In contrast, soluble ammonium concentrations commensurate with the NH4Cl-supplemented amount in the soil enrichment incubations (Fig. 2b). Here, at < 3.25 gL−1 NH4Cl (T5), the mean soluble ammonium concentrations after the incubation were lower or comparable to the initial values and were proportionate to the supplemented concentrations (Fig. 2b). In the soil enrichment supplemented with 4.75 gL−1 NH4Cl (T6), however, ammonium concentration was higher after the incubation, possibly released by lysed cells of organisms adversely affected by the inhibitory ammonium levels. The inhibitory effect was corroborated by the significantly lower methane uptake and methanotrophic abundance when compared to incubations supplemented with lower NH4Cl concentrations (Figs. 1 and 3). Therefore, methane uptake taken together with the methanotrophic abundance and ammonium concentrations after the soil enrichment incubation indicates that supplemented NH4Cl was largely accessible to the methanotrophs and could explain the dose-dependent effect on methanotrophic activity (i.e., stimulation at < 2.5 gL−1 NH4Cl and inhibition at 4.75 gL−1 NH4Cl). Since soluble ammonium concentration was appreciably lower (< 1.6 gL−1 NH4Cl) in all soil slurry incubations, methane uptake was seemingly stimulated, regardless of the supplemented NH4Cl concentrations (Figs. 1 and 2). Hence, ammonium-induced effects can be influenced by the ion exchange capacity (adsorption/desorption) of the mineral form of ammonium in different soils (King and Schnell 1998). In agreement with our hypothesis, the soluble ammonium, rather than the total ammonium fraction, is relevant to determine ammonium-induced response in methane uptake.

Fig. 3
figure 3

Changes in the methanotrophic abundance (a) and community composition in the soil slurry (b) and enrichment (c) incubations, based on the pmoA gene targeted using the primer combination A189f/mb661r. In a, the qPCR assay was performed in duplicate for each sample (n = 3), yielding a total of 6 replicates per treatment; upper and lower case letters indicate the level of significance (p < 0.05) between treatments in the soil slurry and enrichment, respectively. The lower detection limit of the qPCR assay was at approximately 2.5–5.0 × 103 copy no. pmoA gene g dw soil slurry−1 or ml enrichment−1. In b and c, the response of the methanotrophic community composition to supplemented NH4Cl in AMS is visualized by a principal component analysis (PCA). All replicates were included for the ordination. Note that in b, pmoA gene sequencing was not successful for one replicate after pre-incubation. In the PCA, the vectors represent the predominant methanotrophs (see also Fig. S4). Abbreviations: RPC, rice paddy cluster; Unc, uncultured methanotrophs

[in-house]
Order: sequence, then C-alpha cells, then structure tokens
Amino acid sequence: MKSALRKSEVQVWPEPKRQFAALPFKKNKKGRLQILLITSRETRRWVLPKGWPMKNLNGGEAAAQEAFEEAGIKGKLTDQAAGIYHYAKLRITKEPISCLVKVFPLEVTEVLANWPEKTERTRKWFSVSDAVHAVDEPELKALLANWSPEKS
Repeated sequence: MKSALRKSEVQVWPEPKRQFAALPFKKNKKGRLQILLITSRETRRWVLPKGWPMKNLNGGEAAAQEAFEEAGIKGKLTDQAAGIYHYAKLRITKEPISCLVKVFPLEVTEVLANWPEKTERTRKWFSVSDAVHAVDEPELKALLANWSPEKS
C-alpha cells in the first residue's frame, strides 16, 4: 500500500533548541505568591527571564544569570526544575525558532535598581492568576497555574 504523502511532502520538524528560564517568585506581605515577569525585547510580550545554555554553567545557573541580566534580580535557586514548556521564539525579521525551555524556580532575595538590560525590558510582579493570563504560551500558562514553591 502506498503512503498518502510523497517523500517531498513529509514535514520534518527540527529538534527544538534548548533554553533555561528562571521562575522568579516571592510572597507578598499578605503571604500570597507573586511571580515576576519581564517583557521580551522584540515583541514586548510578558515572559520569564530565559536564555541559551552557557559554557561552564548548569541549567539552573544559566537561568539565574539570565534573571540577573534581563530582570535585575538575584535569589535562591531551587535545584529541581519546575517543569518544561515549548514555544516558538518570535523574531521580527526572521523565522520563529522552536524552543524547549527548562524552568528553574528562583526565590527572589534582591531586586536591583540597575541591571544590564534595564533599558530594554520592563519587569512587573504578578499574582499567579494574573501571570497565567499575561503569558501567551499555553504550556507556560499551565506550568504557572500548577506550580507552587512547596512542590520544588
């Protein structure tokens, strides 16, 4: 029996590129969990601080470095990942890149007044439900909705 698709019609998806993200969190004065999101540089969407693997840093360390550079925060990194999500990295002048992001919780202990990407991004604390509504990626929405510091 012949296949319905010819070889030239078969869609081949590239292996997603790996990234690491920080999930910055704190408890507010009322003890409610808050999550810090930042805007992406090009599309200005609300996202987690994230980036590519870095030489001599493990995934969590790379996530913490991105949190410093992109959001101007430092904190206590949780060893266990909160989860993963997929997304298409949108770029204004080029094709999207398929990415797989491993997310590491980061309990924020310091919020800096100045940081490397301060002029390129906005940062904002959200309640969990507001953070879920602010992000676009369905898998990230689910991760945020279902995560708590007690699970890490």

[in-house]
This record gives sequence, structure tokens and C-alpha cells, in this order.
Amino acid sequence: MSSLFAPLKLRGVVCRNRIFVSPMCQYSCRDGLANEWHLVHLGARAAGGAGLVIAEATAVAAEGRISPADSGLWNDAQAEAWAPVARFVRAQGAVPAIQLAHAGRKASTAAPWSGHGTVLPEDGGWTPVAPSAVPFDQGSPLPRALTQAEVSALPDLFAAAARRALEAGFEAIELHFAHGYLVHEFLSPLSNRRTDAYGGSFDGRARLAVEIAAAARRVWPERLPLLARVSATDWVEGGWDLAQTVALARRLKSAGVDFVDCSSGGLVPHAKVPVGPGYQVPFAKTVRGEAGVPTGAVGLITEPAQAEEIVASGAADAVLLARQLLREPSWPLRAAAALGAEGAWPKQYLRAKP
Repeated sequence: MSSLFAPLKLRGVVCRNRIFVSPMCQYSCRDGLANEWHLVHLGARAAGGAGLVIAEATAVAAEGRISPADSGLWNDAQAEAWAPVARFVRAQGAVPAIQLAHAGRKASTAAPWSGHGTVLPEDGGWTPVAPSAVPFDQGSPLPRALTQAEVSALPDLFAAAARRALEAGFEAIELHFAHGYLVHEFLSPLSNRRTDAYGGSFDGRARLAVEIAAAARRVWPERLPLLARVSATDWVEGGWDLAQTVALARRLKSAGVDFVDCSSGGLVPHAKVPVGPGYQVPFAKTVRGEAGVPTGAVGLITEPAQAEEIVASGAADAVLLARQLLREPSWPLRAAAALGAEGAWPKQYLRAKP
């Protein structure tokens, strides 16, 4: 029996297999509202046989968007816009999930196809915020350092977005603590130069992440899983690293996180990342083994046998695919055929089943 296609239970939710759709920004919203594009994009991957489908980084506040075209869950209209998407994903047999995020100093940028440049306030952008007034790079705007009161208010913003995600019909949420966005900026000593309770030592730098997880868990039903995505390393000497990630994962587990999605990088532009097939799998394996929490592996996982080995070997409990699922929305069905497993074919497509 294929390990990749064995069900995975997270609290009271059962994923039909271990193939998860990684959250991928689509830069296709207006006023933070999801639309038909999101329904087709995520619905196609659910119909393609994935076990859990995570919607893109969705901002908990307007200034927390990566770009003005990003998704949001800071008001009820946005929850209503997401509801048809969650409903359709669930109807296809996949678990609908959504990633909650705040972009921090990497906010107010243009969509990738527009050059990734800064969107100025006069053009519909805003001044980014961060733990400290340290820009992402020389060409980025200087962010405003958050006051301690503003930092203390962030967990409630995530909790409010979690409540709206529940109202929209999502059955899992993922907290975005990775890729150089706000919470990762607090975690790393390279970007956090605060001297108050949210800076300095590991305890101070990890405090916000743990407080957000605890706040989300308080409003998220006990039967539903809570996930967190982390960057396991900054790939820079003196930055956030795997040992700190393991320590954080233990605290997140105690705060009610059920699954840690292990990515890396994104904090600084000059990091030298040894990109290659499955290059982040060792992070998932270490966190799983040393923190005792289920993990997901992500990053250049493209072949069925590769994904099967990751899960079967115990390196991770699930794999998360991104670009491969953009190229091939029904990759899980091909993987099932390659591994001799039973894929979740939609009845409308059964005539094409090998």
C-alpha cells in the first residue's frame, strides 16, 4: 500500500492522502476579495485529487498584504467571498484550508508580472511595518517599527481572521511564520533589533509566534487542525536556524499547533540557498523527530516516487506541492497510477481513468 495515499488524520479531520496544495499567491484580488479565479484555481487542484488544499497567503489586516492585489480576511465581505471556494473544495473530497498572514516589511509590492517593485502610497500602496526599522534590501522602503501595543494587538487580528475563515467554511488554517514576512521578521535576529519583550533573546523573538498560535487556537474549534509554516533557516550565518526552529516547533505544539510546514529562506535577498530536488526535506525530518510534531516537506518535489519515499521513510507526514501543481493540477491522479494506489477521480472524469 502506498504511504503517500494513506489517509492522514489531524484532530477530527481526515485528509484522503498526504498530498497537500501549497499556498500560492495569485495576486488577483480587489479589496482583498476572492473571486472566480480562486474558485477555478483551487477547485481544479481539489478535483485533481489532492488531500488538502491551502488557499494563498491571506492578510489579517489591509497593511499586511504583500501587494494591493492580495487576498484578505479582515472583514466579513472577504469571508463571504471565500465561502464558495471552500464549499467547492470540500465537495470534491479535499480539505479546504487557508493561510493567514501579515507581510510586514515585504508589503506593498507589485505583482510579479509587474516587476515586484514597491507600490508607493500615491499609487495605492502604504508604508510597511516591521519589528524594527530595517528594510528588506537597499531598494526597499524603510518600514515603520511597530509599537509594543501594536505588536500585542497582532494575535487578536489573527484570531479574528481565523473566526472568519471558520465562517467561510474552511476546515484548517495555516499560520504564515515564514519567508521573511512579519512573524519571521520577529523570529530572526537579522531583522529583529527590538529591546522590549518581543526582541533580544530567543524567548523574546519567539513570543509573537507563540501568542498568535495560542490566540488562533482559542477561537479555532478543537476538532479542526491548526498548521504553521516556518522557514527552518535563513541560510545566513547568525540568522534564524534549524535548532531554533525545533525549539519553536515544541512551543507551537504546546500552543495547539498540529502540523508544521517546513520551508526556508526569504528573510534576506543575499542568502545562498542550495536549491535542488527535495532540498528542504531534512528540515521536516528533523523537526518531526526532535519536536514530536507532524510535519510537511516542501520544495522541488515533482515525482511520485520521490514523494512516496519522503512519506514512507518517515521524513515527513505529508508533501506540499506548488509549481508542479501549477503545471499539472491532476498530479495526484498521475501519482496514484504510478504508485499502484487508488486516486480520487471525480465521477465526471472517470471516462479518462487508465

The effects of NH4Cl addition on the methanotrophic activity may be confounded by other parameters (e.g., AMS-derived copper, salt stress, nitrate, and pH) (DiSpirito et al. 2016; Ho et al. 2013b; 2018; Figs. S2 and S3) during the incubation. Although we cannot completely exclude the effects of these confounding factors, the response in methane uptake appears to be largely induced by the supplemented NH4Cl in AMS, extended discussion given in the Supplementary Information.

Response of the methanotrophic abundance and community composition to NH4Cl-AMS amendments